Our only hope today lies in our ability to recapture the revolutionary spirit, and go out into a sometimes hostile world, declaring eternal opposition to poverty, racism, and militarism. With this powerful commitment, we shall boldly challenge the status quo, and unjust mores, and thereby speed the day when every valley shall be exalted...
Together, we can address the triple evils in 2020.
Before his death, Dr. King advocated for universal basic income.
We must develop a program that will drive the nation to a guaranteed annual income.... we are likely to find that the problems of housing and education, instead of preceding the elimination of poverty, will themselves be affected if poverty is first abolished. The poor transformed into purchasers will do a great deal on their own.... a host of positive psychological changes inevitably will result from widespread economic security. The dignity of the individual will flourish when the decisions concerning his life are in his own hands, when he has the means to seek self-improvement. Personal conflicts among husbands, wives and children will diminish when the unjust measurement of human worth on the scale of dollars is eliminated. Now our country can do this.
When Dr. King was killed in 1968, the prison population was less than 1/8th of what it is in 2020. Arrested 30 times, he wrote about racial bias in the law in his Letter from Birmingham Jail.
To put it in the terms of St. Thomas Aquinas, an unjust law is a human law that is not rooted in eternal and natural law. Any law that uplifts human personality is just. Any law that degrades human personality is unjust. All segregation statutes are unjust because segregation distorts the soul and damages the personality. It gives the segregator a false sense of superiority and the segregated a false sense of inferiority..... [it] is not only politically, economically, and sociologically unsound, but it is morally wrong and sinful.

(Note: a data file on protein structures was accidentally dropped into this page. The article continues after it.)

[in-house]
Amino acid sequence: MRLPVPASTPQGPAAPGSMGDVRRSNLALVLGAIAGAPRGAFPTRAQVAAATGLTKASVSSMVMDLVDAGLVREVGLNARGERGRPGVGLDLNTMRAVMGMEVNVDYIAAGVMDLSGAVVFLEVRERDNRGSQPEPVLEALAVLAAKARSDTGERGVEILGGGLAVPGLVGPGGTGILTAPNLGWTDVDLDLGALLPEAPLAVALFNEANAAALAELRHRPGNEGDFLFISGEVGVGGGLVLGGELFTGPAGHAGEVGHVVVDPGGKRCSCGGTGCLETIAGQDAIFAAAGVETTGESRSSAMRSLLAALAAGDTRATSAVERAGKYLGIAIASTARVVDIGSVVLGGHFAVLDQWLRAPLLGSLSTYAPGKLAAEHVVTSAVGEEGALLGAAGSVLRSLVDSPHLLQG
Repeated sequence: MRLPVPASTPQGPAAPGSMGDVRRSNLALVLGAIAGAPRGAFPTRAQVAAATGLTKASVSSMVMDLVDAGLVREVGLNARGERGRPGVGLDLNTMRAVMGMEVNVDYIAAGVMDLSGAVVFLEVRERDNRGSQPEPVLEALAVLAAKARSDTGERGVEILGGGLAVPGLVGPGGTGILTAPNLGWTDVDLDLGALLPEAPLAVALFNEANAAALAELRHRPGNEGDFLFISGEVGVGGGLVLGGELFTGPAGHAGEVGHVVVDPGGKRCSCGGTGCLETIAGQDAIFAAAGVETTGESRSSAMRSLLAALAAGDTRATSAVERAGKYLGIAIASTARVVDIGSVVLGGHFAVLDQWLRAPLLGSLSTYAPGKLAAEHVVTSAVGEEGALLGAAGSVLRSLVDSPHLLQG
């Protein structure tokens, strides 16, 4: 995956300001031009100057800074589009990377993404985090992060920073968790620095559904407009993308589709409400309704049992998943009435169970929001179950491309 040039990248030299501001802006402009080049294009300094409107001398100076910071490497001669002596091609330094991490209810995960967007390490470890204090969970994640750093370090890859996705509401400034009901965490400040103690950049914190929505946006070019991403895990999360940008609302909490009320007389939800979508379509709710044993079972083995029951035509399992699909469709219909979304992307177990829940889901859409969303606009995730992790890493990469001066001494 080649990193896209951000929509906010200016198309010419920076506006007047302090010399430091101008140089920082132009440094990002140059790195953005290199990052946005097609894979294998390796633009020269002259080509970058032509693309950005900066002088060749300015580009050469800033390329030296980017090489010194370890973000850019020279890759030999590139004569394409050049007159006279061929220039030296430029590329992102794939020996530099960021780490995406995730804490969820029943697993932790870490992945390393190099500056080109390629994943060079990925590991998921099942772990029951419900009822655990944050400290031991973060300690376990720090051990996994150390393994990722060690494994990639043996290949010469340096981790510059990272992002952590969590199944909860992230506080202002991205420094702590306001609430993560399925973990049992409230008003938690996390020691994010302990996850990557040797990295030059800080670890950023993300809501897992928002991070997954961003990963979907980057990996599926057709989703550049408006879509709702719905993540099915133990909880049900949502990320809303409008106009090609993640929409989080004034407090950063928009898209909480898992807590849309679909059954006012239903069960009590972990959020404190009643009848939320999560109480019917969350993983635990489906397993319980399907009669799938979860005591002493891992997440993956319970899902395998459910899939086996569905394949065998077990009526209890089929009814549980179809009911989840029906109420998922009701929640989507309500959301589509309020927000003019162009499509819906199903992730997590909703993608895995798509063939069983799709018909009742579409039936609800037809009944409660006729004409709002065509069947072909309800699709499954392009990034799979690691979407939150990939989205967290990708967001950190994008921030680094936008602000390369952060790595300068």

Let us turn to a more concrete example of just and unjust laws. An unjust law is a code that a majority inflicts on a minority that is not binding on itself. This is difference made legal. On the other hand, a just law is a code that a majority compels a minority to follow, and that it is willing to follow itself. This is sameness made legal.
Let me give another explanation. An unjust law is a code inflicted upon a minority which that minority had no part in enacting or creating because it did not have the unhampered right to vote.
Dr. King spoke vehemently against the endless war of Vietnam, and many of his observations are just as true of the Middle East.
The only change came from America as we increased our troop commitments in support of governments which were singularly corrupt, inept, and without popular support. All the while the people read our leaflets and received the regular promises of peace and democracy and land reform. Now they languish under our bombs and consider us, not their fellow Vietnamese, the real enemy. They move sadly and apathetically as we herd them off the land of their fathers into concentration camps where minimal social needs are rarely met. They know they must move on or be destroyed by our bombs.... So far we may have killed a million of them, mostly children. They wander into the towns and see thousands of the children, homeless, without clothes, running in packs on the streets like animals. They see the children degraded by our soldiers as they beg for food. They see the children selling their sisters to our soldiers, soliciting for their mothers....
We have destroyed their two most cherished institutions: the family and the village. We have destroyed their land and their crops.... Now there is little left to build on, save bitterness. Soon the only solid physical foundations remaining will be found at our military bases and in the concrete of the concentration camps we call "fortified hamlets." The peasants may well wonder if we plan to build our new Vietnam on such grounds as these. Could we blame them for such thoughts? We must speak for them and raise the questions they cannot raise. These, too, are our brothers.
We declare our "eternal opposition to poverty, racism, and militarism," and pledge to work to address Dr. King's triple evils in 2020.
Paid for by Phoenix Congress 2020 PAC, which is responsible for the content of this website, and not authorized by any candidate or candidate’s committee.
*American Union members must be US citizens. Name and location confirmed through $5 donation to the PAC.
Built by GoDaddy Website Builder. Don't use them.